Anicoy filed an appeal with the CA.
The Ruling of the CA
In a Decision dated 27 March 2018, the CA denied the appeal and upheld the conviction against Anicoy for violating Section 5, Article II of RA 9165. The dispositive portion of the Decision states:
ACCORDINGLY, the appeal is DENIED. The Decision dated 17 March 2016 of the Regional Trial Court (RTC), 11th Judicial Region, Branch 34, xxxxxxxxxxx in Criminal Case No. 399-2013, is hereby AFFIRMED with MODIFICATION that accused-appellant Jaymar V. Anicoy is guilty beyond reasonable doubt of selling two (2) packs of marijuana weighing 6.3685 grams, defined and penalized under Section 5, Article II of Republic Act No. 9165 otherwise known as the Comprehensive Dangerous Drugs Act of 2002.
The CA declared that the prosecution established the chain of custody from the time the police officers confiscated the six (6) packs of suspected marijuana, up to the time they were inventoried and brought to the forensic chemist for laboratory examination, and thereafter were offered in evidence in court. The CA stated that the chain of custody was duly established by the prosecution through the following links: (1) PO1 Rub ion marked the seized six (6) packs of marijuana subject of the buy-bust operation as “TBR1 to TBR6”; (2) a request for laboratory examination of the seized items marked was signed by PSI Regidor, the OIC of the Sto. Tomas Police Station; (3) the request and the marked items seized, which were personally delivered by PO1 Rubion, were received by the PNP Crime Laboratory; (4) Chemistry Report No. D-149-2013 confirmed that the marked items seized from Anicoy and XXX were marijuana; and (5) the marked items were offered in evidence.
Also, the CA gave full faith and credence to the testimony of PO1 Rubion as poseur-buyer, with SPO4 Galo as back-up, when they conducted the buy-bust operation and led to the seizure of the six (6) packs of marijuana, following the legal presumption of regularity in the performance of official functions.
However, the CA found that Anicoy was guilty for selling only two (2) packs of marijuana and not six (6) packs. The CA stated that PO1 Rubion testified during the direct examination that he only bought two (2) packs of marijuana from Anicoy and that the other four (4) packs were seized from Anicoy and XXX after the arrest. Thus, Anicoy was found guilty beyond reasonable doubt of selling only two (2) packs of marijuana marked as TRB1 and TRB2 with a total weight of 6.3685 grams. Nevertheless, the penalty for violation of Section 5, Article II of RA 9165, regardless of the quantity and purity involved, is life imprisonment to death and a fine ranging from P500,000.00 to P1,000,000.00. Therefore, the CA affirmed the penalty of life imprisonment and a fine of P500,000.00 imposed by the RTC.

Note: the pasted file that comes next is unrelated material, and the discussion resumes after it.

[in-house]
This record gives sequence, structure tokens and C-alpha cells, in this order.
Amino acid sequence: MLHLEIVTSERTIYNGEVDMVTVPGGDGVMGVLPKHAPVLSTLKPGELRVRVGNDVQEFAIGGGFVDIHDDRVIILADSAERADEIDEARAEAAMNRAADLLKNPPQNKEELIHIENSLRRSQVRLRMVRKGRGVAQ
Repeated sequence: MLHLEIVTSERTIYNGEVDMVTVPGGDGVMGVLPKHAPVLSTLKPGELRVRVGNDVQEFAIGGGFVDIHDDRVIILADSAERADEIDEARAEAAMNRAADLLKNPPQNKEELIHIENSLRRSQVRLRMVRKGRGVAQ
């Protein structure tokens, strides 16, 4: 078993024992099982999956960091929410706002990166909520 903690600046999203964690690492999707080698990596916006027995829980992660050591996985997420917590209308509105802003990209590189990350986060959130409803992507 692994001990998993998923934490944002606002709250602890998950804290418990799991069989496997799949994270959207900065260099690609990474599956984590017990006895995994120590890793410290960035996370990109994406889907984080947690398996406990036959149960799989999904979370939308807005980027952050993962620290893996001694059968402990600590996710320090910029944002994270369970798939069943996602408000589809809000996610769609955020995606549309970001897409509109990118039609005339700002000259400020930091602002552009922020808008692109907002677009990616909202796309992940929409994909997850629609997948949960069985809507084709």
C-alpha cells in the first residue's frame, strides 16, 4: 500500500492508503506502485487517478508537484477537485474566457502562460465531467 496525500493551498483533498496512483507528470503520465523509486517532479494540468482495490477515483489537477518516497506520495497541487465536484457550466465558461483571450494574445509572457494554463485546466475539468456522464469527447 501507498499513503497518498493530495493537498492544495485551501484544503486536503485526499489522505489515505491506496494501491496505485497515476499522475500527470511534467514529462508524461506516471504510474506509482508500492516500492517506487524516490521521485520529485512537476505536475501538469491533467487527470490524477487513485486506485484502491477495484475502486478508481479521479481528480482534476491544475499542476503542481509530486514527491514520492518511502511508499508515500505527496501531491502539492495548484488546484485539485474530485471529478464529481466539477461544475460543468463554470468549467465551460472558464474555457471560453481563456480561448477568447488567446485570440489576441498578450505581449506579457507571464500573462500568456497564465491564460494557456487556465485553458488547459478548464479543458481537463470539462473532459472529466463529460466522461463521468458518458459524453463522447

Anicoy comes before the Court assailing the decisions of the trial and appellate courts for failure to establish the chain of custody of the alleged dangerous drugs and to comply with the requirements established by Section 21, Article II of RA 9165.
Whether accused-appellant Anicoy is guilty beyond reasonable doubt for the crime of violation of Section 5, Article II of RA 9165.
The Court’s Ruling
The appeal lacks merit.
The elements of Illegal Sale of Dangerous Drugs under Section 5, Article II of RA 9165 are:
the identity of the buyer and the seller, the object of the sale and the consideration; and
the delivery of the thing sold and its payment.
The delivery of the illicit drug to the poseur-buyer and the receipt by the seller of the marked money consummate the illegal transaction.
In the present case, all the elements of illegal sale of dangerous drugs were present. Anicoy was caught in flagrante delicto of selling marijuana to PO1 Rubion, as poseur-buyer, for P200.00 during a legitimate buy-bust operation conducted by the police in coordination with the PDEA.
In illegal drugs cases, there should be proof that the transaction or sale actually took place, coupled with the presentation in court of the corpus delicti as evidence. To establish the identity of the dangerous drug with moral certainty, the prosecution must be able to account for each link of the chain of custody from the moment the drugs are seized up to their presentation in court as evidence of the crime. As part of the chain of custody procedure, the law requires that the marking, physical inventory, and photography of the seized items be conducted immediately after seizure and confiscation of the same. The law also requires that the inventory and photography be done in the presence of the accused or his counsel, as well as the required witnesses: representatives from the media and the DOJ, and any elected public official.